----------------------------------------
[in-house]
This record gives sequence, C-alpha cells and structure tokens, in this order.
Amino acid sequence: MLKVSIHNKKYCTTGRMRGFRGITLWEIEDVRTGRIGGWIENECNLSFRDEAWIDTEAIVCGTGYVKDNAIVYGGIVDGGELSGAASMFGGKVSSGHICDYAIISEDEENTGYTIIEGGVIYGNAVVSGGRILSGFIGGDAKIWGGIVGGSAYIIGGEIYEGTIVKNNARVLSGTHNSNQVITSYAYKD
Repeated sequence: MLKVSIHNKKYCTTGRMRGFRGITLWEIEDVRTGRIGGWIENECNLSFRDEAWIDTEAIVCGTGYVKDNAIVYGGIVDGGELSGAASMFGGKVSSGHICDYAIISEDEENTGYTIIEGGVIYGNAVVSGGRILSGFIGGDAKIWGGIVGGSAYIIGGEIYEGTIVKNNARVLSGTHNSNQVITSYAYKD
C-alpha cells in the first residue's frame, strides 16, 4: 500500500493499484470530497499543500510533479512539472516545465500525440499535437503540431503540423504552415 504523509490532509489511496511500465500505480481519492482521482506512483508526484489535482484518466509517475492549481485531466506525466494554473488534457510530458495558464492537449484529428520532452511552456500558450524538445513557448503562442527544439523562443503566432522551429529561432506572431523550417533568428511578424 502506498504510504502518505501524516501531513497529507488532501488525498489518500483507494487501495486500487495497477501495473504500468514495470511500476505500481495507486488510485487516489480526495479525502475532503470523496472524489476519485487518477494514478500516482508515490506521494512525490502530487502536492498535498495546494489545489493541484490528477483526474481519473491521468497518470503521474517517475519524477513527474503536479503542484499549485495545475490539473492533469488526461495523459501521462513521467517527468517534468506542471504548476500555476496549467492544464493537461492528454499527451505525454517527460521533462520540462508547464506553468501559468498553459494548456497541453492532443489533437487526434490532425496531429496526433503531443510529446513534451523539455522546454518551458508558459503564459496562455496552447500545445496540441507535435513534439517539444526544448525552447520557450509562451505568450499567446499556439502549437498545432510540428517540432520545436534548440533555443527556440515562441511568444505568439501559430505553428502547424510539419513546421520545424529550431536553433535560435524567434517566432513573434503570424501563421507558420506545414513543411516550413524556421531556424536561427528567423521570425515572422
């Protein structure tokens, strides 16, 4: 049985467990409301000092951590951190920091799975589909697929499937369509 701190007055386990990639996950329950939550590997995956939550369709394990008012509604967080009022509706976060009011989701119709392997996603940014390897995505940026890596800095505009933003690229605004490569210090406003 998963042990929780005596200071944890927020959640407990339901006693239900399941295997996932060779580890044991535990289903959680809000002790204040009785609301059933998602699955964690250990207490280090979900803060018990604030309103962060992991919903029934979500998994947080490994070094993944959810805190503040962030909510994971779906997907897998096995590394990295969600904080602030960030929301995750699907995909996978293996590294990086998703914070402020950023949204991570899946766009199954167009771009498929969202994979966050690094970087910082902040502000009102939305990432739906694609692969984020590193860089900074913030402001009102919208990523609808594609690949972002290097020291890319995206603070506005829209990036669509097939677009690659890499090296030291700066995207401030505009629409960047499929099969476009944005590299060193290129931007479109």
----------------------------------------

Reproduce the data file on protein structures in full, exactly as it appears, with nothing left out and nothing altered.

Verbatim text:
[in-house]
This record gives sequence, C-alpha cells and structure tokens, in this order.
Amino acid sequence: MLKVSIHNKKYCTTGRMRGFRGITLWEIEDVRTGRIGGWIENECNLSFRDEAWIDTEAIVCGTGYVKDNAIVYGGIVDGGELSGAASMFGGKVSSGHICDYAIISEDEENTGYTIIEGGVIYGNAVVSGGRILSGFIGGDAKIWGGIVGGSAYIIGGEIYEGTIVKNNARVLSGTHNSNQVITSYAYKD
Repeated sequence: MLKVSIHNKKYCTTGRMRGFRGITLWEIEDVRTGRIGGWIENECNLSFRDEAWIDTEAIVCGTGYVKDNAIVYGGIVDGGELSGAASMFGGKVSSGHICDYAIISEDEENTGYTIIEGGVIYGNAVVSGGRILSGFIGGDAKIWGGIVGGSAYIIGGEIYEGTIVKNNARVLSGTHNSNQVITSYAYKD
C-alpha cells in the first residue's frame, strides 16, 4: 500500500493499484470530497499543500510533479512539472516545465500525440499535437503540431503540423504552415 504523509490532509489511496511500465500505480481519492482521482506512483508526484489535482484518466509517475492549481485531466506525466494554473488534457510530458495558464492537449484529428520532452511552456500558450524538445513557448503562442527544439523562443503566432522551429529561432506572431523550417533568428511578424 502506498504510504502518505501524516501531513497529507488532501488525498489518500483507494487501495486500487495497477501495473504500468514495470511500476505500481495507486488510485487516489480526495479525502475532503470523496472524489476519485487518477494514478500516482508515490506521494512525490502530487502536492498535498495546494489545489493541484490528477483526474481519473491521468497518470503521474517517475519524477513527474503536479503542484499549485495545475490539473492533469488526461495523459501521462513521467517527468517534468506542471504548476500555476496549467492544464493537461492528454499527451505525454517527460521533462520540462508547464506553468501559468498553459494548456497541453492532443489533437487526434490532425496531429496526433503531443510529446513534451523539455522546454518551458508558459503564459496562455496552447500545445496540441507535435513534439517539444526544448525552447520557450509562451505568450499567446499556439502549437498545432510540428517540432520545436534548440533555443527556440515562441511568444505568439501559430505553428502547424510539419513546421520545424529550431536553433535560435524567434517566432513573434503570424501563421507558420506545414513543411516550413524556421531556424536561427528567423521570425515572422
């Protein structure tokens, strides 16, 4: 049985467990409301000092951590951190920091799975589909697929499937369509 701190007055386990990639996950329950939550590997995956939550369709394990008012509604967080009022509706976060009011989701119709392997996603940014390897995505940026890596800095505009933003690229605004490569210090406003 998963042990929780005596200071944890927020959640407990339901006693239900399941295997996932060779580890044991535990289903959680809000002790204040009785609301059933998602699955964690250990207490280090979900803060018990604030309103962060992991919903029934979500998994947080490994070094993944959810805190503040962030909510994971779906997907897998096995590394990295969600904080602030960030929301995750699907995909996978293996590294990086998703914070402020950023949204991570899946766009199954167009771009498929969202994979966050690094970087910082902040502000009102939305990432739906694609692969984020590193860089900074913030402001009102919208990523609808594609690949972002290097020291890319995206603070506005829209990036669509097939677009690659890499090296030291700066995207401030505009629409960047499929099969476009944005590299060193290129931007479109």